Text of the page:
one evening we went to see ”Rigoletto” on its fourth night of performance, directed by a young American conductor. It was an extraordinary evening. Kienholz was deeply struck by it all. Shortly afterwards he wrote about it on a catalogue of one of his shows at the Beaubourg in Paris: “ Verdi on in the Parma Opera House, in a private box full of sophistication and wine and with such a demanding audience that it can’t be described with just a few words”. Perhaps Kienholz found a kind of connection between opera and his own works: The Tableaux Vivant” were created from faraway memory of plays, costumes and stop-action scenes that Kienholz saw in the country churches and drawing rooms of rural farms. And in these plays, just as in opera, things such as one’s feelings and passion and man’s eternal dramas were described. A few months later we were driving through the vast stretches of Idaho farmland. The background music was, as usual, country-western. Kienholz looked at me and changed the cassette that was on with a smile. He began to sing softly along, happy as he could be, in this made-up language of more sounds than words, with an opera: it was Rigoletto. On that infinite strip of highway separating enormous stretches of cultivated farmland as far as the eye can see, perhaps he had revealed a sneak preview of something in musical form. It was right in Idaho, a northwestern, wild, agricultural state where Kienholz had been living for years after the Berlin period.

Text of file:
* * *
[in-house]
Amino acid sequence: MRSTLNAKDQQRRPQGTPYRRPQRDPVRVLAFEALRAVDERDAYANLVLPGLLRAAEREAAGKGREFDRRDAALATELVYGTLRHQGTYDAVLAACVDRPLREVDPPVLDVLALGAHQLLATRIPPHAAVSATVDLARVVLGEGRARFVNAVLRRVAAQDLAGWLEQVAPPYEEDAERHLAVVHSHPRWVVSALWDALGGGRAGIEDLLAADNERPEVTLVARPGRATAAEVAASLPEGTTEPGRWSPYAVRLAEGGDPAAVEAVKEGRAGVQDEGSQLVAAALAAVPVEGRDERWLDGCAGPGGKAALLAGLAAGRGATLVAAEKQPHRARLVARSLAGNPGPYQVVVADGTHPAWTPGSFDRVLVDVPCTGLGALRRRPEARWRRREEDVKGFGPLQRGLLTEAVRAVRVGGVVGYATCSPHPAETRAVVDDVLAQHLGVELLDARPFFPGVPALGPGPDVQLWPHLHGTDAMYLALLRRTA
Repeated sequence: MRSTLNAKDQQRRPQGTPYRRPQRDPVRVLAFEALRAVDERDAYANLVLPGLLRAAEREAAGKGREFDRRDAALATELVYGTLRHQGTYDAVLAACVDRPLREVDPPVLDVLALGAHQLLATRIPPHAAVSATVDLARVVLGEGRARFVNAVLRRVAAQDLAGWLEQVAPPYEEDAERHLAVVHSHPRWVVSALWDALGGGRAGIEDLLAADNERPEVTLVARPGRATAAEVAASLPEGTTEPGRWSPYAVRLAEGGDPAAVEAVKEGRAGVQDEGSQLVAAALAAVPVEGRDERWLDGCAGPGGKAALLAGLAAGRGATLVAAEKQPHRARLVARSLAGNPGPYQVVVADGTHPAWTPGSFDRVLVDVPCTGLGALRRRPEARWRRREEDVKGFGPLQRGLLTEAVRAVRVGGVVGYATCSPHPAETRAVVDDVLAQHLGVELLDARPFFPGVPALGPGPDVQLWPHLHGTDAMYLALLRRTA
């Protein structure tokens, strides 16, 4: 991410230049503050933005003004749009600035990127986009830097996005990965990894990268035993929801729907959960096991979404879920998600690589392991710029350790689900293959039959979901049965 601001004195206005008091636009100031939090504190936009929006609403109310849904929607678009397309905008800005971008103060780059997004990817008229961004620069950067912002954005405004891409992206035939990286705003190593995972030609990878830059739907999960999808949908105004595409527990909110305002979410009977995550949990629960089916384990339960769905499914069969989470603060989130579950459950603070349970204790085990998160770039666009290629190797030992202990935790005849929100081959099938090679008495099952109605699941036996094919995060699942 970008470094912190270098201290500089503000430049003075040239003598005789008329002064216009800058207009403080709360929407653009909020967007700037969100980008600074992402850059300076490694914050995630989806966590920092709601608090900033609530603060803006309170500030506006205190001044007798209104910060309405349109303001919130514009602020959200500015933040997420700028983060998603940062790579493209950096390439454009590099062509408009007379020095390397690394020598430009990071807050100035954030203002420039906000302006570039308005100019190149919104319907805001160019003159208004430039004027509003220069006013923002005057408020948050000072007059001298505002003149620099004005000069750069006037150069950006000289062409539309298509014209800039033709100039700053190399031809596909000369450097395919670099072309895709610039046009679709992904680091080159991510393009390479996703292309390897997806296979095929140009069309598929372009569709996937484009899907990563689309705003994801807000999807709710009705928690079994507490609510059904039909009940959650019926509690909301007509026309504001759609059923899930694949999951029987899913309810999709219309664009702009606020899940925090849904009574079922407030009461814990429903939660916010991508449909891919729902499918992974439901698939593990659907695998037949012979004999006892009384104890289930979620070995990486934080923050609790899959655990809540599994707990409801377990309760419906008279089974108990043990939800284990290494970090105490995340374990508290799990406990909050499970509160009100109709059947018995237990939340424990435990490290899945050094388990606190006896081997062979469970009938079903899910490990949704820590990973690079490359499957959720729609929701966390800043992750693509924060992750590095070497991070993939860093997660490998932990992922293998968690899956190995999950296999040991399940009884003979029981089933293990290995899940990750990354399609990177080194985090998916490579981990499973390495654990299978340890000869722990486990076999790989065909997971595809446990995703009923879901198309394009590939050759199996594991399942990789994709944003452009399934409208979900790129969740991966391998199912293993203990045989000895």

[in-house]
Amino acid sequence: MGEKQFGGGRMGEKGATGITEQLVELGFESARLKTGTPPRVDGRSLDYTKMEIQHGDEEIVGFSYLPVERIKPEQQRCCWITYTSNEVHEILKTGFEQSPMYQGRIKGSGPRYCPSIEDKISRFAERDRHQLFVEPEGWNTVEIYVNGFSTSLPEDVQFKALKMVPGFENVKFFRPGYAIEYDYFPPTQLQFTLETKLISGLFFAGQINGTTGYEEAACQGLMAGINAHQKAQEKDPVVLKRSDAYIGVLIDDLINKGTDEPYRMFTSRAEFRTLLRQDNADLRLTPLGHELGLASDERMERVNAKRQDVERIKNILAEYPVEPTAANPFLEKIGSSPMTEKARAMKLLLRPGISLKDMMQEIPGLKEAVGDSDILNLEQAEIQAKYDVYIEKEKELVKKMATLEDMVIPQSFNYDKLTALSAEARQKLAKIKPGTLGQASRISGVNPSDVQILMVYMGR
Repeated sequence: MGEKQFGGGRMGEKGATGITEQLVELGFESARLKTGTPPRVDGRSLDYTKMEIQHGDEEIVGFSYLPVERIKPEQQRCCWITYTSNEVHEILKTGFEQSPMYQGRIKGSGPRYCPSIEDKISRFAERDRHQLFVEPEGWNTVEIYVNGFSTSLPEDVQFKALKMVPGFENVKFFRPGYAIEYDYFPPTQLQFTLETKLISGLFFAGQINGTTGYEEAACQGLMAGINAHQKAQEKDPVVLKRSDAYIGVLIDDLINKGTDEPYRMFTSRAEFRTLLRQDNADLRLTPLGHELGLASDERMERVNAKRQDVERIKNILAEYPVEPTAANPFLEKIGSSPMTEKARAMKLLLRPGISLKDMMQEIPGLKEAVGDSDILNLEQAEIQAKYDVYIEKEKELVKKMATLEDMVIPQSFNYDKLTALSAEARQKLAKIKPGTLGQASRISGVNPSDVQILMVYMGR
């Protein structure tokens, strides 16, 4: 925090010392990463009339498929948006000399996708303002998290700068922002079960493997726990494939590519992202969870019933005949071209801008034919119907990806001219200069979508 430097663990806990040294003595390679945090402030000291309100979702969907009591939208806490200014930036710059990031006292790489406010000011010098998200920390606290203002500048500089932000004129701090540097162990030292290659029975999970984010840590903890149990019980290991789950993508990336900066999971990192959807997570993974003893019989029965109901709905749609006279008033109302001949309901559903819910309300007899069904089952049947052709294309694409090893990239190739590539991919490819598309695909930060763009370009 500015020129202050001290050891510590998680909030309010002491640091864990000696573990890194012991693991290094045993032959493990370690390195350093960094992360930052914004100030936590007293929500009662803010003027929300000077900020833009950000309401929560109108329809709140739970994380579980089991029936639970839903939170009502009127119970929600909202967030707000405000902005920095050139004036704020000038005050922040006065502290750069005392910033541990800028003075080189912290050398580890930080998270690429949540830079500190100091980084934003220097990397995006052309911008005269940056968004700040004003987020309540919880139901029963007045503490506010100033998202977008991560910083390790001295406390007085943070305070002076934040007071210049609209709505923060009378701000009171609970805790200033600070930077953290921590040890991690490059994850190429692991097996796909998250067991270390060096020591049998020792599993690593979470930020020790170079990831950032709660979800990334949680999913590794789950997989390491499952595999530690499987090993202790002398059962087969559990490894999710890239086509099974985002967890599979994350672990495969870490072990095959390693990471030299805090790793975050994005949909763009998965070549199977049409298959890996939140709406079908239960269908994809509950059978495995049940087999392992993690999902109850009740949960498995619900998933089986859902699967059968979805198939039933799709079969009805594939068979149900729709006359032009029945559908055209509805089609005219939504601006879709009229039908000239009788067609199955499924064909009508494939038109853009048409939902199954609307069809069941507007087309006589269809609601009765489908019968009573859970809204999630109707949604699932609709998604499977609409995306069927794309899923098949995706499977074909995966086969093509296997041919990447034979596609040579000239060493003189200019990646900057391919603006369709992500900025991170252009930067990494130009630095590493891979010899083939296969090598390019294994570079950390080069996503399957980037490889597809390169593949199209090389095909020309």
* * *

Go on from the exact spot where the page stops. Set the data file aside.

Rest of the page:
On the banks of a small lake, immersed in the midst of acres and acres of pinewood forest, he had built a Canadian style log cabin for himself and three of his children with his own hands. He had also built a big private museum: The Faith and Charity in Hope Gallery, a play on words after the name of the village where the museum is situated, Hope. But the museum wasn’t dedicated to his own work. Kienholz had wanted it to exhibit other artists.
It was truly a curious sight to see cowboys and farmers at the inauguration of exhibits by Bacon, Giacometti and other great masters worthy of great museums. In the past few years he had rarely returned to Europe: it was no longer the moment to be at the Flohmarkt in Berlin to look for objects for his works. The 70’s were over for the Steinplatz Hotel: there were no longer artists, sculptors, and musicians from all over the world to help the artistic culture survive during the cold war. An era was over: maybe Keinholz had sensed that in that moment of artistic, social and political confusion he had to rediscover the values, connected to the land and social way of life of America, that had led him to the creation of some of the greatest works of art of that century. “Anyway, it’s always the others who die…” said Duchamp. It’s true. For artists, for great artists such as Edward Kienholz, it’s really true.